Paradoxical Psoriasiform Eruptions in Children Receiving Tumor Necrosis Factor α Inhibitors

Joshua Eickstaedt, Amy S. Paller, Emily Lund, Morgan Murphrey, Heather Brandling-Bennett, Megan Maurano, Esteban Fernandez Faith, Kristen E. Holland, Erin Ibler, Marilyn G. Liang, Patricia S. Todd, Elaine Siegfried, Sean Igelman, Kelly M. Cordoro, Megha M. Tollefson

Research output: Contribution to journalArticlepeer-review


Importance: Tumor necrosis factor α (TNF) inhibitor-induced psoriasiform eruption is well recognized in adults, but few reports document this paradoxical effect in children. Objective: To characterize the clinical features and the clinical time course of TNF inhibitor-induced psoriasiform eruptions in children. Design, Setting, and Participants: A multicenter retrospective case series of children younger than 18 years seen between January 1, 2000, and December 31, 2016, who developed a new-onset psoriasiform eruption while taking a TNF inhibitor for a nondermatologic disorder. Participating sites were members of the Pediatric Dermatology Research Alliance. Data were entered into a Research Electronic Data Capture database at the Mayo Clinic (ie, the coordinating center). Results: Psoriasiform eruptions were identified in 103 TNF inhibitor-Treated patients (median age, 13.8 years [IQR, 11.7-16.4 years]; 52 female patients [50%]; 57 White patients [55%]), with 67 patients (65%) treated with infliximab, 35 (34%) with adalimumab, and 1 (1%) with certolizumab pegol. Most patients had no personal history (101 [98%]) or family history of psoriasis (60 patients [58%]). Inflammatory bowel disease was the most common indication for treatment with TNF inhibitor (94 patients [91%]). The primary extracutaneous disease was under control in 95 patients (92%) who developed the eruption. Most patients (n = 85 [83%]) developed psoriasiform eruptions at multiple anatomic sites, with scalp involvement being most common (65 patients [63%]). Skin disease developed at a median of 14.5 months (IQR, 9-24 months) after TNF inhibitor initiation. To treat the psoriasiform eruption, topical steroidal and nonsteroidal medication was prescribed for all patients. Systemic therapy was added for 30 patients (29%): methotrexate for 24 patients (23%), oral corticosteroids for 8 patients (8%), and azathioprine for 1 patient (1%). For 26 patients (25%), suboptimal effectiveness with topical medications alone prompted discontinuation of the initial TNF inhibitor and a change to a second-line TNF inhibitor with cutaneous improvement in 23 patients (88%) by a median of 3 months (IQR, 2-4 months). Eight patients (31%) who started a second-line TNF inhibitor developed a subsequent TNF inhibitor-induced psoriasiform eruption at a median of 6 months (IQR, 4-8 months). Persistent skin disease in 18 patients (17%) prompted discontinuation of all TNF inhibitors; 11 patients changed to a non-TNF inhibitor systemic therapy, and 7 discontinued all systemic therapy. Conclusions and Relevance: In this case series, paradoxical TNF inhibitor-induced psoriasiform eruptions were seen in children treated with TNF inhibitors for any indication, and there appears to be a class effect among the varying TNF inhibitors. The majority of these children were able to continue TNF inhibitor therapy with adequate skin-directed and other adjuvant therapies.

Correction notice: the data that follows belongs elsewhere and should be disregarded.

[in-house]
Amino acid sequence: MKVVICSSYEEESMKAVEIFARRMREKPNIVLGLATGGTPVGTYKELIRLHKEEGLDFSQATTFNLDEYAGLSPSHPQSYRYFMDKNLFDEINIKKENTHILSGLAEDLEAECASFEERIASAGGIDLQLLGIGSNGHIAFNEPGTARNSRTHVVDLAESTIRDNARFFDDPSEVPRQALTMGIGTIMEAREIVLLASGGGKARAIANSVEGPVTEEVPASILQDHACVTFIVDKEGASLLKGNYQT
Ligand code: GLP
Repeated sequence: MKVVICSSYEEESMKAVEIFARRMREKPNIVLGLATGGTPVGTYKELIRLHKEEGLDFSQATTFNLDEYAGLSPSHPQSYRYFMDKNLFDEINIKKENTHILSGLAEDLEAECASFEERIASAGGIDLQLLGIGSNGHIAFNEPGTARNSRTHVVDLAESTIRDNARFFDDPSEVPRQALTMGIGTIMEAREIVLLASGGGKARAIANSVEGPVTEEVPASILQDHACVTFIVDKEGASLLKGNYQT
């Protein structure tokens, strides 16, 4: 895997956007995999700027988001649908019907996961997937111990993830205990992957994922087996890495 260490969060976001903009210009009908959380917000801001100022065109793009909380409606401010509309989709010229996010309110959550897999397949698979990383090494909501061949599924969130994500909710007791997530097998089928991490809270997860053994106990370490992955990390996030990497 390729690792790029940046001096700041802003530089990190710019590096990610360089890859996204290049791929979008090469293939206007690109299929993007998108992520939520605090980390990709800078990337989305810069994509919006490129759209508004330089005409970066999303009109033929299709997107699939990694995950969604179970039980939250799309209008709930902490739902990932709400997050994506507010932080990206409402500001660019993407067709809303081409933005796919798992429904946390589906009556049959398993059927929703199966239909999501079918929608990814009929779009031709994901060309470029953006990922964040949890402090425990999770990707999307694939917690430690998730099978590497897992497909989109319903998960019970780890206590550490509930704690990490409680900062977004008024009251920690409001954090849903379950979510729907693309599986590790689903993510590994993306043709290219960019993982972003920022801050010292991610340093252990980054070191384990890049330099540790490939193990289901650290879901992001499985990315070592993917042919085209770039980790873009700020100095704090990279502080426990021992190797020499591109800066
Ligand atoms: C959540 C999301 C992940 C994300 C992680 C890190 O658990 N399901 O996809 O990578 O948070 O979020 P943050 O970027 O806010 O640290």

Original languageEnglish (US)
Pages (from-to)637-642
Number of pages6
JournalJAMA dermatology
Issue number6
StatePublished - Jun 21 2023

ASJC Scopus subject areas

  • Dermatology


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